Furthermore, we can also easily do pipeline maintenance tasks - even shutting down the whole pipeline - as long as at least one of our collector servers is running we will not lose a single event - as pub/sub will happily buffer our data.
Iglu - the snowplow schema registry
Snowplow does not simply accept all messages - you need to create a schema first. This ensures highest data quality - and after some getting used to, this really is a huge daily-life-improvement. In contrast to many other tracking tools, with Snowplow you have by definition a much higher data quality due to this restrictive event schemas.
Snowplow provides a tool called "Iglu" which acts as schema registry. It's a simply http server which reads the created schema either from static html file or from an Postgres server.
The enrich server then requests the schemas from the iglu server and then validates all incoming messages against this schema.
On a GCP snowplow installation, the Iglu-Server again is a simple compute instance (virtual machine) and a Postgres database running somewhere in reach of the server.
Failed and invalid messages
In addition to the already described pub/sub-topics, there are two more of them. They are used by all components: Failed inserts and bad rows. So, if the pipeline determines, that your messages are invalid, because they are ill-formed or do not conform to a schema, they will not be discarded - they will be sent to the bad-rows pub/sub topic. You can then use this topic to insert the data automatically into a GCS cloud blob storage - for further analyses - and even more important to maybe adjust your schema, transform the failed data and attempt to re-insert them. So you again decrease the likelihood of message loss.
Horizontal scaling and architecture summary
One thing to mention is the perfect execution of the Snowplow development team when it comes to horizontal scaling. All the above components can be run multiple times and linearly scale with the number of instances running. If your enrich server is too slow, simply add a second one with the same configuration - and you will have twice the throughput. The same goes for any of the other components.
The pipeline for GCP in summary looks as follows:
Snowplow architecture on GCP
As you might see there are quite a few components involved when running Snowplow. However, this very loosely coupled infrastructure setup makes maintaining the pipeline rather easy.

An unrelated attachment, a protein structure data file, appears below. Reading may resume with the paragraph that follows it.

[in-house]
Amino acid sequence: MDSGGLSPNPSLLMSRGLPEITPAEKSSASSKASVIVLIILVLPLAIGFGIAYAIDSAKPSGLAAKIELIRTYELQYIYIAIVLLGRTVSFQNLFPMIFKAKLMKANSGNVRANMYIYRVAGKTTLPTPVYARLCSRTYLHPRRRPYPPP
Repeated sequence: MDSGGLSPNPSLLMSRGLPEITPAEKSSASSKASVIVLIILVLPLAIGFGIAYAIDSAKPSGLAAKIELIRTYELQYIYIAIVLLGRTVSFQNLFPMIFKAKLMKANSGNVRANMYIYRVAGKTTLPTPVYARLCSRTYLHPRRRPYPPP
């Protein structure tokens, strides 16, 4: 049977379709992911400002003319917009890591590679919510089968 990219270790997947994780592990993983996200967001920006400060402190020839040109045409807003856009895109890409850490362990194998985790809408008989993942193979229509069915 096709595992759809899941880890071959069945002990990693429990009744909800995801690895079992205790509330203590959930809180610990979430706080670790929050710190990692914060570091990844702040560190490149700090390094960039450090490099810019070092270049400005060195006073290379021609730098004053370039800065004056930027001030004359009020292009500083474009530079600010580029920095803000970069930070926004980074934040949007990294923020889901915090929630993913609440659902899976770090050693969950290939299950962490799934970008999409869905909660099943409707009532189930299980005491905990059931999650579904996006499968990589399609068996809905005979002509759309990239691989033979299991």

(For more details on how the pipeline looks an AWS, have a look at their AWS quickstart)
The collected data with Snowplow are raw event data - meaning per event you get one entry in your data warehouse, containing all the collected parameters.
To make use of these data, it is suggested to model these raw data into the data model you need. As Snowplow is most prominently used for web-tracking, they provide out of the box data models for web and mobile tracking, to be found on their excellent docu page. The available models for web-tracking for example create models for:
- and sessions
from the raw data - covering huge amounts of use-cases out of the box.
Now that we know what Snowplow is and what exactly this means infrastructure-wise, what are some of the most prominent features of Snowplow?
- The snowplow tracking can be done in accordance to GDPR and with user privacy in mind
- A lot of trackers for various programming languages available
- Very low latency - below 1 second from event-tracking to streamloader
- Event schemas lead to high data quality
- Decoupled architecture allows for easy scalability and pipeline operation
- Very good enrichment engine. Allows to add all sorts of context to your data
- Huge and very good data models - this helps with analyzing the data
- Full control over any step in the data pipeline
All in all, Snowplow is currently my favorite user behavior tracking solution. First of all, it is one of the only tools I can guarantee that it's GDPR compliant. The "no-magic" approach to pipelining and data modelling helps to understand your user in much more details compared to similar solutions. And having high-quality raw data sometimes is the only dream a data expert has - Snowplow delivers perfectly with this aspect.